Caught in a Lie: How Can You Set Boundaries with a College-bound 18-year-old?


My sister Marie came to live with us when she was 9 years old and I was 23.  My parents had just ended their marriage and Marie was in limbo.  I wanted to “fix” it for her, give her a stable home while my parents had time to heal.  Six months after coming to live with us, she spent a summer with our mother on the West Coast and was miserable the entire time.  Prior to that she had tried weekends with our father but every Sunday night when I picked her up she was happy to come back home with me.  It just wasn’t working for her with either parent.  She needed a stable environment and neither my mother nor father could provide one.  So, at 23 years old, I decided to get custody of my little sister.

Over the years I’ve had to step out of the role of big sister and become a mother.  It was easier when she was younger, but now that she is a teenager and has recently turned 18, it isn’t always a piece of cake.

When she was younger, parents would be leery about letting their child spend the night at our house because Marie lived with her sister and brother-in-law.  I expected that to be more of a problem when she started high school, but surprisingly it wasn’t.  I was the one calling the parents to make sure we were all on the same page as far as where the girls were and what they were doing.  Eventually, I grew lax in that practice and decided to just trust her.  She’s a good kid, has never been in any trouble, everyone loves her and she gets good grades.  She was an honor student and involved in many activities at school.  She never broke her curfew even once, and oftentimes came home early.  We talked about parties, drinking, drugs and sex.  We’ve always had a very honest relationship and I believed her when she told me she wasn’t doing those things.

Imagine my surprise when I found out about 4 months into her senior year of high school that Marie had been smoking pot.  My heart sunk.  I went through the stages of grief – denial came first. As hard as I tried to find something to prove it was wrong, I only found more evidence to support what I didn’t want to know.  Next came anger.  Anger at myself for not keeping a better eye on her, asking more questions, calling more parents – basically controlling her life.  There was also anger at her.  After everything I gave up to give her a better life, how could she do this to me?  And finally, I had to accept it.  Of course there were consequences and we talked and things got better, but I had to accept that she had done this. Things went back to “normal” after a month or so of the pot discovery.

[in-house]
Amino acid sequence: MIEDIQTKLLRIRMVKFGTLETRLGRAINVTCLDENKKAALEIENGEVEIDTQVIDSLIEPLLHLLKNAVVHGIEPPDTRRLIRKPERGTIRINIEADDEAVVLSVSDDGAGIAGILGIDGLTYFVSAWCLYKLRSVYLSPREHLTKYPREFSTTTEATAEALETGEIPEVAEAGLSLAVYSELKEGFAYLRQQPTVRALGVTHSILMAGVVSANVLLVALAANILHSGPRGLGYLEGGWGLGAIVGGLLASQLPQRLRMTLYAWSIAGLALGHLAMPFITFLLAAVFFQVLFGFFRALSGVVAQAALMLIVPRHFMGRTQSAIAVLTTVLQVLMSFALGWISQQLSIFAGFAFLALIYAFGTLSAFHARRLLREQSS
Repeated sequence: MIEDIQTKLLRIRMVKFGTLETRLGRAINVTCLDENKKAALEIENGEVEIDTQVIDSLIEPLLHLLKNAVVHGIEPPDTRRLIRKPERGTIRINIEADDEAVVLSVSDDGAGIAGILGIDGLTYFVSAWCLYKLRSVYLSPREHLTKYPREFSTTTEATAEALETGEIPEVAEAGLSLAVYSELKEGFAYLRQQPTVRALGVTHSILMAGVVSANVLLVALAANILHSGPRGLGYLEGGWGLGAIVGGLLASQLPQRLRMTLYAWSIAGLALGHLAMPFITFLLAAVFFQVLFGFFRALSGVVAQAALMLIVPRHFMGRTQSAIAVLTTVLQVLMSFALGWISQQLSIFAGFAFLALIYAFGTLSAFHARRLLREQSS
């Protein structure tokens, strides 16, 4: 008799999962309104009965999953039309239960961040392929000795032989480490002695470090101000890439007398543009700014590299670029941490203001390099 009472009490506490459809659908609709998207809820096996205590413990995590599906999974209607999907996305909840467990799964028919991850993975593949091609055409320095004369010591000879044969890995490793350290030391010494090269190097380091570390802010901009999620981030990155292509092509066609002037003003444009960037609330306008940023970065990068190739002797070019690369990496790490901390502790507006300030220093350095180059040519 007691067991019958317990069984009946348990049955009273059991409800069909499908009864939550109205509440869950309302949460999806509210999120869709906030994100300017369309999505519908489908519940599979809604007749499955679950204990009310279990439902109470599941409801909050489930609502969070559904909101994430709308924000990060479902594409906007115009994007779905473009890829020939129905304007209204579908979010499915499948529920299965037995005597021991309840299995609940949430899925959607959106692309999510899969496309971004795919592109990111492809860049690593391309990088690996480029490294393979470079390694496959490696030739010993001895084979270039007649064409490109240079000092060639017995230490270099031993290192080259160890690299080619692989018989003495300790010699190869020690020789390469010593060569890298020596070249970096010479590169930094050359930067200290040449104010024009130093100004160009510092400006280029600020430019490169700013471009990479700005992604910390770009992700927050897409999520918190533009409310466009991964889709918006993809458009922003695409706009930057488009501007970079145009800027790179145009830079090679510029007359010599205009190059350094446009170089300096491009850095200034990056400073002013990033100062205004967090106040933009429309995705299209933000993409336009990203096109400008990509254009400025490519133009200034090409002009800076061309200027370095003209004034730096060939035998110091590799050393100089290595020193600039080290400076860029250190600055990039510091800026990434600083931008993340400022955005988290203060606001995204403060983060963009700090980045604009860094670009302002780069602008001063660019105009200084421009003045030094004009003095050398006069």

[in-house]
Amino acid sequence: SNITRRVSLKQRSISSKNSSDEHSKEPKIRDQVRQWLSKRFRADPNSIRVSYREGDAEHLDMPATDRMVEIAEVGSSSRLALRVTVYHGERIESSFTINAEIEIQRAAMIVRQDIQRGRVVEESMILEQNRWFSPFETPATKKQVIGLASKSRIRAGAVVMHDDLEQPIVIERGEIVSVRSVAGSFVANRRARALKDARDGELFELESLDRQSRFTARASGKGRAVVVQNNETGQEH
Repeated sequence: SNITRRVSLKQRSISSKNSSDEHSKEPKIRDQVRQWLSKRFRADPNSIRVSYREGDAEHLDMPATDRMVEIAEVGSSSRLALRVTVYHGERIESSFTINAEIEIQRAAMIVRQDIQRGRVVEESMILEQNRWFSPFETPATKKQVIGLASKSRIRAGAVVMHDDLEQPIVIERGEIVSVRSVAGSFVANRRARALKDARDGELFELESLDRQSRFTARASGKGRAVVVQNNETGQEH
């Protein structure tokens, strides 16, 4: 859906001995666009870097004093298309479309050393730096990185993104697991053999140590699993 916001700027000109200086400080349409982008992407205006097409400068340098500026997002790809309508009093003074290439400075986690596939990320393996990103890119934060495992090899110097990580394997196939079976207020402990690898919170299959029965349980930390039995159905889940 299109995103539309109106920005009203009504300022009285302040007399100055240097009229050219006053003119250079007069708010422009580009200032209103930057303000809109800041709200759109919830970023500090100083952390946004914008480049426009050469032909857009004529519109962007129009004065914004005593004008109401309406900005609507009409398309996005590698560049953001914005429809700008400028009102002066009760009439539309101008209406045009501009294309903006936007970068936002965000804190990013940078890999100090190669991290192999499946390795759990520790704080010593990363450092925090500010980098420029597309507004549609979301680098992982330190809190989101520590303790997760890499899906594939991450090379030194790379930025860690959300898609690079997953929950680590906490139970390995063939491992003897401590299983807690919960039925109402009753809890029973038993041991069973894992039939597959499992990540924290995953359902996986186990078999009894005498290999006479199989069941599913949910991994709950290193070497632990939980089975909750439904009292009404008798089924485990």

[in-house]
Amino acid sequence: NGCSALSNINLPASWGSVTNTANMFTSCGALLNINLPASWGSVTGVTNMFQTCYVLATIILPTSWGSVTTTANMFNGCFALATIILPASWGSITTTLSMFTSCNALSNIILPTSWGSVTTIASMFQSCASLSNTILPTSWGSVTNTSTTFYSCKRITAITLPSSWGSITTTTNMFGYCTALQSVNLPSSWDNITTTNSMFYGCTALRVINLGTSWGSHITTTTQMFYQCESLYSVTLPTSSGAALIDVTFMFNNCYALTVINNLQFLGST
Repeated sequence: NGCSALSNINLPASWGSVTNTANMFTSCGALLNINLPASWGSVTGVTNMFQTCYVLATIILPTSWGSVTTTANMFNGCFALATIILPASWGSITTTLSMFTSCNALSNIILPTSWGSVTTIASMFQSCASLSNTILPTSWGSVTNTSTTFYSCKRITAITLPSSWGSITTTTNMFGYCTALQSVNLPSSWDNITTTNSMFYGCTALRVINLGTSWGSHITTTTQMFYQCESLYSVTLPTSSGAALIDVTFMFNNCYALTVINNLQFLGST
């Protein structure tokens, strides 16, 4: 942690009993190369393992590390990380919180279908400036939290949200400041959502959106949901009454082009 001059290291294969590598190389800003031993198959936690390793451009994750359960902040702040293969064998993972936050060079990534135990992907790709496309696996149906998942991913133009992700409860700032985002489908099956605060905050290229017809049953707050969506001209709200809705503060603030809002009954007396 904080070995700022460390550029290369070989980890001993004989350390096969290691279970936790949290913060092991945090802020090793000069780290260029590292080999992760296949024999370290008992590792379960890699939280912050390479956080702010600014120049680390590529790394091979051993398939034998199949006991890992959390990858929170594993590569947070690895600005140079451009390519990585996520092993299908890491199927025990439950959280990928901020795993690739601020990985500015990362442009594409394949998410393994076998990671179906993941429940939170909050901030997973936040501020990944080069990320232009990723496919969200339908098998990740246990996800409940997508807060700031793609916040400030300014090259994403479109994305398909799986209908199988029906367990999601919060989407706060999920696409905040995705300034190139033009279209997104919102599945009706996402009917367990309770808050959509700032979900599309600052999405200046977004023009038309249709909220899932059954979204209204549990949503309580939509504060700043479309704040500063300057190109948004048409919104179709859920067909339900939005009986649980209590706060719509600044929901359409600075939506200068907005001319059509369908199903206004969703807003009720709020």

Marie turned 18 this past winter and has just graduated from high school.  I’ve been afraid of this day since the first day of school last year.  She’s an adult now.  She has the right to make her own choices.  I might not like them.  She’s made some friends this past school year that I consider to be less than desirable.  I don’t want her out partying every night and I don’t want her to get hurt.  I can’t control her life though.  It is hers to live and she is not here to please me.  I can set expectations, house rules and limits, though.  She still lives in my house and drives a car in my name.  I pay for her cell phone.  And I can take those things away if she doesn’t meet the expectations or breaks the rules.

The expectation is that she is to be honest with us about where she is going and who she is with.  The rules include that she will not drive while under the influence of any substance, nor will she get into a vehicle with anyone who is.  Sunday-Thursday she is to be home by 11 pm.  My husband and I get up early for work and we don’t want to be awakened when she stumbles in at 2 am.  Friday and Saturday are her nights, but again, we expect her to be honest with us.  This past weekend when she told me, “There’s a party tonight at the river” I took a deep breath, counted to 10 and responded, “Okay, have fun and be careful.  Call me if you or anyone else needs a ride.”  (This was of course after I asked “what river” and some other geographical questions.)

I realize the danger of “letting” her go to the party.  What choice do I have, though?  I can try to control her and keep her home all summer and end up with a miserable teenager who won’t talk to me, who may rebel and go anyway, and who will most certainly lie to me the next time I ask her where she’s going.  As hard as this is for me to do, I have to realize that she isn’t a little girl anymore and she has the right to make her own choices, whether I agree with them or not.  Personally, I would rather know the truth about where she is and (silently) disagree with it than believe that she is having a sleepover with her girlfriends and they’re painting each other’s nails when they aren’t.  And sometimes, they will still have sleepovers and talk about boys.  And when those times come, I can take comfort in the fact that it’s the truth.


Christina Dott is raising her teenage sister. She lives in New England.

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